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Adverse Selection and Employment Cycles

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  • Montgomery, James D
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    Abstract

    This article examines a dynamic adverse-selection model that generates equilibrium employment cycles. In the model, firms hire workers from unemployment, observe workers' productivity through time, and (following the profit-maximizing rule) eventually fire unproductive workers. If hiring costs are low, the dynamical system converges to a steady state in which the unemployment pool contains mostly low-ability workers. However, if hiring costs are sufficiently large, this 'lemons effect' would make firms unwilling to hire workers. In this case, the system converges to a cyclical equilibrium in which firms alternate between hiring and not hiring. Copyright 1999 by University of Chicago Press.

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    Bibliographic Info

    Article provided by University of Chicago Press in its journal Journal of Labor Economics.

    Volume (Year): 17 (1999)
    Issue (Month): 2 (April)
    Pages: 281-97

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    Handle: RePEc:ucp:jlabec:v:17:y:1999:i:2:p:281-97

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    Web page: http://www.journals.uchicago.edu/JOLE/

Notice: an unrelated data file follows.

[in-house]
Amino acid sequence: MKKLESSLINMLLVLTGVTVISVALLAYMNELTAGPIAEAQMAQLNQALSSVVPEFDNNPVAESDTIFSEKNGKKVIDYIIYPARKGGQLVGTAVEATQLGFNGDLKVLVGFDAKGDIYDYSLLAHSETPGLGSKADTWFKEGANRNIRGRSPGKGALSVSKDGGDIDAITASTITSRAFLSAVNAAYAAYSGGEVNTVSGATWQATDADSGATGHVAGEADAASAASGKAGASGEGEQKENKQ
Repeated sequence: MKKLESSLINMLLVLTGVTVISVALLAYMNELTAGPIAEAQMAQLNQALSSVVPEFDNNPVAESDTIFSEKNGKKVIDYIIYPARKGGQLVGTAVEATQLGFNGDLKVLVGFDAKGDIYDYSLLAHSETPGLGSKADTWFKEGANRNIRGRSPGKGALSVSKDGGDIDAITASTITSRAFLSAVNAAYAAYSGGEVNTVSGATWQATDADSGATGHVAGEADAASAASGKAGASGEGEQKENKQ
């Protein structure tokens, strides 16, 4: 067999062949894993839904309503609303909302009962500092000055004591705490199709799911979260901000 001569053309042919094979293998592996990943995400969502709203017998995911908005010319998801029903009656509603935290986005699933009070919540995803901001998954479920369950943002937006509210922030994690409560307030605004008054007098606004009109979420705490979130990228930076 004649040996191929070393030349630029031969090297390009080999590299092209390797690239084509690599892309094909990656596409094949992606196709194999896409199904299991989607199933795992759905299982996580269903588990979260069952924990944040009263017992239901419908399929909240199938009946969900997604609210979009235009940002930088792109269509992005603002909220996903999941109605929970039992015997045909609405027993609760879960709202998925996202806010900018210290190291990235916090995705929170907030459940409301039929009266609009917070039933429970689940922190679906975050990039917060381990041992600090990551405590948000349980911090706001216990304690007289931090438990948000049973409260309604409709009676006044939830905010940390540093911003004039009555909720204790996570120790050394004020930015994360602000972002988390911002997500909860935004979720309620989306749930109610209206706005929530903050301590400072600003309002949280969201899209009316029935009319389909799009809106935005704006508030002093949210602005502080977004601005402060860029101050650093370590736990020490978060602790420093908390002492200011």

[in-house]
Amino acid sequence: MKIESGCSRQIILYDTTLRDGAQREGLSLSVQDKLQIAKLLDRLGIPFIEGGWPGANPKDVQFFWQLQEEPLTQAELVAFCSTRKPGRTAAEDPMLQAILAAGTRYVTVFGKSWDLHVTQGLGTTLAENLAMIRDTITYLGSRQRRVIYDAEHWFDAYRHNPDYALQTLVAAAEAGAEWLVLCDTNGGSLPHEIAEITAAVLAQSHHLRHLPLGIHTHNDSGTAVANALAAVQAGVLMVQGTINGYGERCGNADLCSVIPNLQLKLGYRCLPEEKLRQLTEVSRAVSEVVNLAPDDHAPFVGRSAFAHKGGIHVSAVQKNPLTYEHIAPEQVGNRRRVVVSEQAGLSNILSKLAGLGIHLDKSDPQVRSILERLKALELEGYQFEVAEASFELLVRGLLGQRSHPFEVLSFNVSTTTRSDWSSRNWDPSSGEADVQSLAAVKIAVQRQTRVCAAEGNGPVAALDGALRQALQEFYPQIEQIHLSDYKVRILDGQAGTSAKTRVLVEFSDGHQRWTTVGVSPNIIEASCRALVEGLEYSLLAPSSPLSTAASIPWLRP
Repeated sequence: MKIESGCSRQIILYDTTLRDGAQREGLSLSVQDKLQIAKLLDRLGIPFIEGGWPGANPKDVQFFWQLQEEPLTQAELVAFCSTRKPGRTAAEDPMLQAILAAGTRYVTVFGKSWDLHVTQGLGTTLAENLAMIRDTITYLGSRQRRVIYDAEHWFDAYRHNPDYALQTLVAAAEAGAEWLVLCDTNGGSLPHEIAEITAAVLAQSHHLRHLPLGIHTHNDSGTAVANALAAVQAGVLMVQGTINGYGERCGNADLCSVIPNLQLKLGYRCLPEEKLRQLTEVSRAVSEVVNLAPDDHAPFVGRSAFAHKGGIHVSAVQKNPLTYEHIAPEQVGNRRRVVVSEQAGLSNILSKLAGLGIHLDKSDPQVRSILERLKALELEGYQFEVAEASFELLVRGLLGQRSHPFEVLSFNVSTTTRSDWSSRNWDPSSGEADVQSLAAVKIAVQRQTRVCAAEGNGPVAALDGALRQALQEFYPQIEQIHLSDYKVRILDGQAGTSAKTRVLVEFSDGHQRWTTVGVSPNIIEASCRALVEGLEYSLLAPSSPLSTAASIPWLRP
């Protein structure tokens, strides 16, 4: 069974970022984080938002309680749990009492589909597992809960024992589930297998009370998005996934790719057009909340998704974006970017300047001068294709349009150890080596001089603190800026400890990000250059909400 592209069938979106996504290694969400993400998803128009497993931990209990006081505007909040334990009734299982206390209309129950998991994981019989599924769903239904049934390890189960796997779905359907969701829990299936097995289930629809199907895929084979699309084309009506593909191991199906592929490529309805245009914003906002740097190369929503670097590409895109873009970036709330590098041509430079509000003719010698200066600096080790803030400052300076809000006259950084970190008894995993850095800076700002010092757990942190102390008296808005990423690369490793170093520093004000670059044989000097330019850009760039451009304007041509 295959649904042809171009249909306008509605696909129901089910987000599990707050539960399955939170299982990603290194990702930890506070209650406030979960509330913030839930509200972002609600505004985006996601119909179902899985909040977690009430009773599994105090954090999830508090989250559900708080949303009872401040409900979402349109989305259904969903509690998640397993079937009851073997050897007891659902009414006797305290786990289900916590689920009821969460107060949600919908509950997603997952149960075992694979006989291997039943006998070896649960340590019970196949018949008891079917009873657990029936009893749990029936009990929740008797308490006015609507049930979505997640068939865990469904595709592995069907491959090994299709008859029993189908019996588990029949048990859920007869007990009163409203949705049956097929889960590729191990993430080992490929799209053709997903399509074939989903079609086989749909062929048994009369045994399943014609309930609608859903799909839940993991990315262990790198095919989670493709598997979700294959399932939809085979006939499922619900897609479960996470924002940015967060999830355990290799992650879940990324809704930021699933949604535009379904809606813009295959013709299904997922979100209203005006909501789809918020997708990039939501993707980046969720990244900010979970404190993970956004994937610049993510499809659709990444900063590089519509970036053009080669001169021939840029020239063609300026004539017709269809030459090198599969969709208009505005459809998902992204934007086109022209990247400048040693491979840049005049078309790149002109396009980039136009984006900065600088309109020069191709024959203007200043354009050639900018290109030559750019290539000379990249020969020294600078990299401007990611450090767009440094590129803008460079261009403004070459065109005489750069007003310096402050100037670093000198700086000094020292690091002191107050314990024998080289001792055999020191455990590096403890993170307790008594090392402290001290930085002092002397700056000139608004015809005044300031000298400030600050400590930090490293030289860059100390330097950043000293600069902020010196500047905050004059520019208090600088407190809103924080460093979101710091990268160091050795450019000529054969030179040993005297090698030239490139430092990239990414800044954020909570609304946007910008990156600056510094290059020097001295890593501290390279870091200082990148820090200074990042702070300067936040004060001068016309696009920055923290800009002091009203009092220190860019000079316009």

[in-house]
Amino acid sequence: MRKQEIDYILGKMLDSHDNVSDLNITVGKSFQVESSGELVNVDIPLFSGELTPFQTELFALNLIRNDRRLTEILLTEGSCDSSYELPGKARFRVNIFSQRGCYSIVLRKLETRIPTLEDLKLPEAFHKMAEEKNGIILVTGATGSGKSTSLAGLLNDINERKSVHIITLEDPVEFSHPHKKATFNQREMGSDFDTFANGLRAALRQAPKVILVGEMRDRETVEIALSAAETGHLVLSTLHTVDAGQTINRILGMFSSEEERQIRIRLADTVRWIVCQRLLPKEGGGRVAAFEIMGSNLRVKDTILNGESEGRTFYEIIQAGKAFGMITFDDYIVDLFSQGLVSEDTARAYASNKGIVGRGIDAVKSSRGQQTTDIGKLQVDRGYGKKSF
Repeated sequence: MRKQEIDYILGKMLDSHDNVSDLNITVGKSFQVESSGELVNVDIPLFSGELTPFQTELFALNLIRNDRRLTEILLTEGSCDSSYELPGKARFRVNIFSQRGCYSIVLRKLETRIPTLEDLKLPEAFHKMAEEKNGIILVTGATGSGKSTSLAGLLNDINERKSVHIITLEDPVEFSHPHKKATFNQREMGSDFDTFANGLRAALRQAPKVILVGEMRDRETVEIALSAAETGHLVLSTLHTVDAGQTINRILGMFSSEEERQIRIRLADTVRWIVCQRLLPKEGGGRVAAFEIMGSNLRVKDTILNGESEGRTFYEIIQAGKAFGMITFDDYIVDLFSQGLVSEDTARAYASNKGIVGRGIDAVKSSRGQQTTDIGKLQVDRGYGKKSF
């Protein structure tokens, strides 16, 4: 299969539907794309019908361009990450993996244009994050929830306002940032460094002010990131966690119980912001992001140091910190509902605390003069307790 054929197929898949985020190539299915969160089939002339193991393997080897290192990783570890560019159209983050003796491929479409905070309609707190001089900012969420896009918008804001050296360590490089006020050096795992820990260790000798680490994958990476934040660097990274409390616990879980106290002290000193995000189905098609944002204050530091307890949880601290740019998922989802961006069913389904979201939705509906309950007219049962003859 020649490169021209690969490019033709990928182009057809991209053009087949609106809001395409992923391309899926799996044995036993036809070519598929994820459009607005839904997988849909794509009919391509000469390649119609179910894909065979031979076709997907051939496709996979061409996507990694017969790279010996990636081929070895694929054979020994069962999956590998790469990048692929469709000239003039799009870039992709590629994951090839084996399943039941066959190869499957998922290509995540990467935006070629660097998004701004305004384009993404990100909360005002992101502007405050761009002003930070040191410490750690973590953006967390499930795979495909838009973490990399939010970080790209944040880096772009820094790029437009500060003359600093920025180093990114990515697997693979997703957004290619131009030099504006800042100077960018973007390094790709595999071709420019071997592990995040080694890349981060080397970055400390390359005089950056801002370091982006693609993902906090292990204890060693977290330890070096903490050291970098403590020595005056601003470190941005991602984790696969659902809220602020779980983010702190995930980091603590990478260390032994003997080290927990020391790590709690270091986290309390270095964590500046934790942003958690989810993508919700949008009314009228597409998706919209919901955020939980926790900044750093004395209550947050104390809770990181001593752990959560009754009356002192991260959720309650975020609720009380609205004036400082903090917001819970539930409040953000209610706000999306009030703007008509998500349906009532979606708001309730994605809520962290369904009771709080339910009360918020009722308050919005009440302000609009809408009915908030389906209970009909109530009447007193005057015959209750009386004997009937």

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    Cited by:
    1. Christopher L. House & Jing Zhang, 2012. "Layoffs, Lemons and Temps," NBER Working Papers 17962, National Bureau of Economic Research, Inc.
    2. Robert E. Hall, 2005. "The Amplification of Unemployment Fluctuations through Self-Selection," NBER Working Papers 11186, National Bureau of Economic Research, Inc.
    3. Renato Faccini, 2007. "Unemployment and Within-Group Wage Inequality: Can Information Explain the Trade-Off?," Economics Working Papers ECO2007/14, European University Institute.
    4. Modesto, Leonor, 2004. "Unions, Firing Costs and Unemployment," IZA Discussion Papers 1157, Institute for the Study of Labor (IZA).
    5. Canziani, Patrizia & Petrongolo, Barbara, 2001. "Firing costs and stigma: A theoretical analysis and evidence from microdata," European Economic Review, Elsevier, vol. 45(10), pages 1877-1906, December.
    6. Adriana D. Kugler & Gilles Saint Paul, 2000. "Hiring and firing costs, adverse selection and long-term unemployment," Economics Working Papers 447, Department of Economics and Business, Universitat Pompeu Fabra.

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